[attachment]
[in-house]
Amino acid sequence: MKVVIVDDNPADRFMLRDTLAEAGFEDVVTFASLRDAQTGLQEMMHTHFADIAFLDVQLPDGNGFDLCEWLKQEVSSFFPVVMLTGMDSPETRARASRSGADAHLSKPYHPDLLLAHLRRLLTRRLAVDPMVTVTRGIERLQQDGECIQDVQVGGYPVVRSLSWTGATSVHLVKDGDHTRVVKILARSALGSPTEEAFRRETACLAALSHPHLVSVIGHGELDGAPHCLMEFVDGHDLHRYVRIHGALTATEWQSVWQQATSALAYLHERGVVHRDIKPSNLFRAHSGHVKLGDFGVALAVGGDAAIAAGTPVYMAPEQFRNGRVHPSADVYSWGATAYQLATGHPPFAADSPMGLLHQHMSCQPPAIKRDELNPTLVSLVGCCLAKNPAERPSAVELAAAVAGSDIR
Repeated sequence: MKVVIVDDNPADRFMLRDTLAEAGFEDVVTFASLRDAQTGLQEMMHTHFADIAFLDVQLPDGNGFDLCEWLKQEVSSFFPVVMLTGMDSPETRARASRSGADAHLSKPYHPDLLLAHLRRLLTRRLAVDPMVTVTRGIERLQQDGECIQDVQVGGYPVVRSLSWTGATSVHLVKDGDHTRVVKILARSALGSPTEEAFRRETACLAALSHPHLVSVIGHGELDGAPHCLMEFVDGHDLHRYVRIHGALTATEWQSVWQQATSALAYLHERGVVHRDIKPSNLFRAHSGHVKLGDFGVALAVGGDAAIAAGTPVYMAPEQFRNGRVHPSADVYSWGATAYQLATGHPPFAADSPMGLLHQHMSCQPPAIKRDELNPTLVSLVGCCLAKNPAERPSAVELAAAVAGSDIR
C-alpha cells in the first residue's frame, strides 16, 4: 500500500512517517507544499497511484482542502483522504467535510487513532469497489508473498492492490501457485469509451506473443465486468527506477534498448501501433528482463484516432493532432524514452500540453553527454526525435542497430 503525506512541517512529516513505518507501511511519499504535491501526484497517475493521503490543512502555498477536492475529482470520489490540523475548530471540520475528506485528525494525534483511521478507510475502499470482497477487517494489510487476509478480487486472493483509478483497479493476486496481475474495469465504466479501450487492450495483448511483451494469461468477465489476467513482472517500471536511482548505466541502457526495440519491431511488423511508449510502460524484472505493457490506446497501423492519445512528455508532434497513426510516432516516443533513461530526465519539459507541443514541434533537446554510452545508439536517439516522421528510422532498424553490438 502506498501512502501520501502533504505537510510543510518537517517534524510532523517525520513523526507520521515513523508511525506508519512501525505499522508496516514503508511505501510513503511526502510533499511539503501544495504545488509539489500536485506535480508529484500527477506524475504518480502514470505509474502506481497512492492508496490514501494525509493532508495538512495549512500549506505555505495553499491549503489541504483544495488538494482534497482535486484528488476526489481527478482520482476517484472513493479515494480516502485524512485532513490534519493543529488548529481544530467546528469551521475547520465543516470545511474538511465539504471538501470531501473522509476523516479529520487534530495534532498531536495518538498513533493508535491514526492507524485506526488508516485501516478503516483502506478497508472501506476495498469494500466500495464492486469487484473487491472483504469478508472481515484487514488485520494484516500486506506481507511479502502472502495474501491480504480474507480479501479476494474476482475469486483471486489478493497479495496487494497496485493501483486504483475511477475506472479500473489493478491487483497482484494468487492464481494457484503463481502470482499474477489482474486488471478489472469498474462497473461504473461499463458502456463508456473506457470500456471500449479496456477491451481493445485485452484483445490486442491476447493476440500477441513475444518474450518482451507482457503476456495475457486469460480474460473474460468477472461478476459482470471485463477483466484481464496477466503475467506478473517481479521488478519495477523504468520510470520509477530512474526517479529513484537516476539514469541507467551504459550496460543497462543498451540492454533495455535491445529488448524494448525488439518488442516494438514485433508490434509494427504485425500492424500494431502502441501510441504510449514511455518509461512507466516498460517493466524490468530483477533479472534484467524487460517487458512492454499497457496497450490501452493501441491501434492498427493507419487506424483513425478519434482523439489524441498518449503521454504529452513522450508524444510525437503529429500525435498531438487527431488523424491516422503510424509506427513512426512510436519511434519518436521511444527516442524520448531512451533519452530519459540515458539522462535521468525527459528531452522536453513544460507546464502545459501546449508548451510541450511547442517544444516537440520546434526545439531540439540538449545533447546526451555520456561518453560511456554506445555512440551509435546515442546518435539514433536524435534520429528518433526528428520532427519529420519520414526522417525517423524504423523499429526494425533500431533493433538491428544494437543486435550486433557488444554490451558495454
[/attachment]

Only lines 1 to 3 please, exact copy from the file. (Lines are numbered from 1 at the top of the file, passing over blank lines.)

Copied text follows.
[in-house]
Amino acid sequence: MKVVIVDDNPADRFMLRDTLAEAGFEDVVTFASLRDAQTGLQEMMHTHFADIAFLDVQLPDGNGFDLCEWLKQEVSSFFPVVMLTGMDSPETRARASRSGADAHLSKPYHPDLLLAHLRRLLTRRLAVDPMVTVTRGIERLQQDGECIQDVQVGGYPVVRSLSWTGATSVHLVKDGDHTRVVKILARSALGSPTEEAFRRETACLAALSHPHLVSVIGHGELDGAPHCLMEFVDGHDLHRYVRIHGALTATEWQSVWQQATSALAYLHERGVVHRDIKPSNLFRAHSGHVKLGDFGVALAVGGDAAIAAGTPVYMAPEQFRNGRVHPSADVYSWGATAYQLATGHPPFAADSPMGLLHQHMSCQPPAIKRDELNPTLVSLVGCCLAKNPAERPSAVELAAAVAGSDIR
Repeated sequence: MKVVIVDDNPADRFMLRDTLAEAGFEDVVTFASLRDAQTGLQEMMHTHFADIAFLDVQLPDGNGFDLCEWLKQEVSSFFPVVMLTGMDSPETRARASRSGADAHLSKPYHPDLLLAHLRRLLTRRLAVDPMVTVTRGIERLQQDGECIQDVQVGGYPVVRSLSWTGATSVHLVKDGDHTRVVKILARSALGSPTEEAFRRETACLAALSHPHLVSVIGHGELDGAPHCLMEFVDGHDLHRYVRIHGALTATEWQSVWQQATSALAYLHERGVVHRDIKPSNLFRAHSGHVKLGDFGVALAVGGDAAIAAGTPVYMAPEQFRNGRVHPSADVYSWGATAYQLATGHPPFAADSPMGLLHQHMSCQPPAIKRDELNPTLVSLVGCCLAKNPAERPSAVELAAAVAGSDIR